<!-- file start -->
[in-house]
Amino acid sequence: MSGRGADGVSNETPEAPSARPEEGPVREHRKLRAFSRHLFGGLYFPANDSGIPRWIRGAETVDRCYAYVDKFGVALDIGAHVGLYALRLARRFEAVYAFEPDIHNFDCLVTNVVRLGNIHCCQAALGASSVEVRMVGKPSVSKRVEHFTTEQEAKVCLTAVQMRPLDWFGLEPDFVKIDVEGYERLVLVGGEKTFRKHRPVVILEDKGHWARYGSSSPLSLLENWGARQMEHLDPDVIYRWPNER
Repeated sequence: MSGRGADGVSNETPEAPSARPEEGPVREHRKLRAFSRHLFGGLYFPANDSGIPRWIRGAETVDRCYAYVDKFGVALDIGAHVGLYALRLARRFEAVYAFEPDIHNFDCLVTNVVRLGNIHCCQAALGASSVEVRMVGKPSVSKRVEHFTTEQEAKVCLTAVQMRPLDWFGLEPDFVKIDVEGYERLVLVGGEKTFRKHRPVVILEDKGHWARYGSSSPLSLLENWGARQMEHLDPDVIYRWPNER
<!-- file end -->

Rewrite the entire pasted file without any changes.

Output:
[in-house]
Amino acid sequence: MSGRGADGVSNETPEAPSARPEEGPVREHRKLRAFSRHLFGGLYFPANDSGIPRWIRGAETVDRCYAYVDKFGVALDIGAHVGLYALRLARRFEAVYAFEPDIHNFDCLVTNVVRLGNIHCCQAALGASSVEVRMVGKPSVSKRVEHFTTEQEAKVCLTAVQMRPLDWFGLEPDFVKIDVEGYERLVLVGGEKTFRKHRPVVILEDKGHWARYGSSSPLSLLENWGARQMEHLDPDVIYRWPNER
Repeated sequence: MSGRGADGVSNETPEAPSARPEEGPVREHRKLRAFSRHLFGGLYFPANDSGIPRWIRGAETVDRCYAYVDKFGVALDIGAHVGLYALRLARRFEAVYAFEPDIHNFDCLVTNVVRLGNIHCCQAALGASSVEVRMVGKPSVSKRVEHFTTEQEAKVCLTAVQMRPLDWFGLEPDFVKIDVEGYERLVLVGGEKTFRKHRPVVILEDKGHWARYGSSSPLSLLENWGARQMEHLDPDVIYRWPNER